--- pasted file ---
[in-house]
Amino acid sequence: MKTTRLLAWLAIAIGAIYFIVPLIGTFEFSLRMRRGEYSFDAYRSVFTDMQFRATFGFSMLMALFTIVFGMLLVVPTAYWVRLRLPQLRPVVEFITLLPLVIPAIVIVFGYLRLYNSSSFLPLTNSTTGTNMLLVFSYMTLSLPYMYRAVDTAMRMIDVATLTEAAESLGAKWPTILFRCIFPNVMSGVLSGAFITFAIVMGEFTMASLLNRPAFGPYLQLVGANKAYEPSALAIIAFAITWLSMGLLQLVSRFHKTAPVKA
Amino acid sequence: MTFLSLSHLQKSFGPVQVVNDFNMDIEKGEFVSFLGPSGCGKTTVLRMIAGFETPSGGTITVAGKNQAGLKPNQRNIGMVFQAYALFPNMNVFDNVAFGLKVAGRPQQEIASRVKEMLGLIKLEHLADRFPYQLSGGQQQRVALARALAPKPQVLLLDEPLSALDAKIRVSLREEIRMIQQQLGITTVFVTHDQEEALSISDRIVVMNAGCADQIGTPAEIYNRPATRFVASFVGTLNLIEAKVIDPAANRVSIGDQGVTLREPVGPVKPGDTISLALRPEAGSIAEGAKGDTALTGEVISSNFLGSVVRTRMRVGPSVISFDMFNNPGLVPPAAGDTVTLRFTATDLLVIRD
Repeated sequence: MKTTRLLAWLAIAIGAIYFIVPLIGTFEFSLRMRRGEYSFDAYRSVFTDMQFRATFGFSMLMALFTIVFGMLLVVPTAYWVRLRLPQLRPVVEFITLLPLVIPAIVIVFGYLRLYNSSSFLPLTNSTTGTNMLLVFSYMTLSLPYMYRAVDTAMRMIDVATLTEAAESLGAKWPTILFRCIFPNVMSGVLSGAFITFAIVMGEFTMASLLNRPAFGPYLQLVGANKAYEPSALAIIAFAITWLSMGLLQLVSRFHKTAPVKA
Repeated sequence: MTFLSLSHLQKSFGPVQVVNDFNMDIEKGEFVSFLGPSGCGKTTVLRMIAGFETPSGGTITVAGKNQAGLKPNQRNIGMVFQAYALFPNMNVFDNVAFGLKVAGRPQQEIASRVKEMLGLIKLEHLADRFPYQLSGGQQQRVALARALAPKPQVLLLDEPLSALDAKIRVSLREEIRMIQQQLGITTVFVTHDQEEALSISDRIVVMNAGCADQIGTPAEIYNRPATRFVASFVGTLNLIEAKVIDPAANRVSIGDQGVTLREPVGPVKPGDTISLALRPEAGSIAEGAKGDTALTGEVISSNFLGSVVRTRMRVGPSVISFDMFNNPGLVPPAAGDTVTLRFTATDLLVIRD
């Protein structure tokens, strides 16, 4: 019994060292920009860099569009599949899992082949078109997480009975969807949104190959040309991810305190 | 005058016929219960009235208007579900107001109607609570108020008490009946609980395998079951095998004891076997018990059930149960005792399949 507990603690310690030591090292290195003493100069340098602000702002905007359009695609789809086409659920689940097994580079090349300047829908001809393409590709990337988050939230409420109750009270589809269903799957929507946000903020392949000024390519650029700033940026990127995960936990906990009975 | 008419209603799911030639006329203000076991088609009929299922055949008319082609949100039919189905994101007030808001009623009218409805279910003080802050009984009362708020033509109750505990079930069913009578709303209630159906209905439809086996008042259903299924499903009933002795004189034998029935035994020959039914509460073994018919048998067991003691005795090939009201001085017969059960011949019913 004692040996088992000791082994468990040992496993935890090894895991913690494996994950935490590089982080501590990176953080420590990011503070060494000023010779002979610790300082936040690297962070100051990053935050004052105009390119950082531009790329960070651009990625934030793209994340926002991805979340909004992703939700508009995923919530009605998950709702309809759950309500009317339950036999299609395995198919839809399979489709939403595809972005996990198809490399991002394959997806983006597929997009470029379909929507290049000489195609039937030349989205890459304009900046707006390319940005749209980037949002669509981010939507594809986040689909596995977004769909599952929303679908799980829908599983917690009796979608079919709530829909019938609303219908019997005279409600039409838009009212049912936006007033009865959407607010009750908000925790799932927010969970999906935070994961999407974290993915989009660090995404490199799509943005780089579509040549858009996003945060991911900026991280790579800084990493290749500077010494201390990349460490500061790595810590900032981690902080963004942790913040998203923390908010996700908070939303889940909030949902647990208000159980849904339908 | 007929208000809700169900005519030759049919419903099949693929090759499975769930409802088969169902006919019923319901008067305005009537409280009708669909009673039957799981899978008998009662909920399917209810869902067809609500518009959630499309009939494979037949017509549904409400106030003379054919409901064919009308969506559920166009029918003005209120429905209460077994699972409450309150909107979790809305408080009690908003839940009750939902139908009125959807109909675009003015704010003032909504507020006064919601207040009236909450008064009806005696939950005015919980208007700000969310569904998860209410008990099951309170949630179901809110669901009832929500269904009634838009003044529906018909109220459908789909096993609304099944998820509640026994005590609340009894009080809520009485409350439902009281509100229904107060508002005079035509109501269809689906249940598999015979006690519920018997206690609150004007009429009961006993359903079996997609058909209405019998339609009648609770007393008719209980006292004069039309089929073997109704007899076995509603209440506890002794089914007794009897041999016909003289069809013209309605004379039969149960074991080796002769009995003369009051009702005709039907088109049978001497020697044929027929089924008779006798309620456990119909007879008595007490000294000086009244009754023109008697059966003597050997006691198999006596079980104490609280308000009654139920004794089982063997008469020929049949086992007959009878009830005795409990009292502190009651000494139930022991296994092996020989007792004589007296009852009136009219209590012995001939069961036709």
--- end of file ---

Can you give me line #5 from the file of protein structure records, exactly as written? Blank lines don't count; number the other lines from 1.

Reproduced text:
Repeated sequence: MTFLSLSHLQKSFGPVQVVNDFNMDIEKGEFVSFLGPSGCGKTTVLRMIAGFETPSGGTITVAGKNQAGLKPNQRNIGMVFQAYALFPNMNVFDNVAFGLKVAGRPQQEIASRVKEMLGLIKLEHLADRFPYQLSGGQQQRVALARALAPKPQVLLLDEPLSALDAKIRVSLREEIRMIQQQLGITTVFVTHDQEEALSISDRIVVMNAGCADQIGTPAEIYNRPATRFVASFVGTLNLIEAKVIDPAANRVSIGDQGVTLREPVGPVKPGDTISLALRPEAGSIAEGAKGDTALTGEVISSNFLGSVVRTRMRVGPSVISFDMFNNPGLVPPAAGDTVTLRFTATDLLVIRD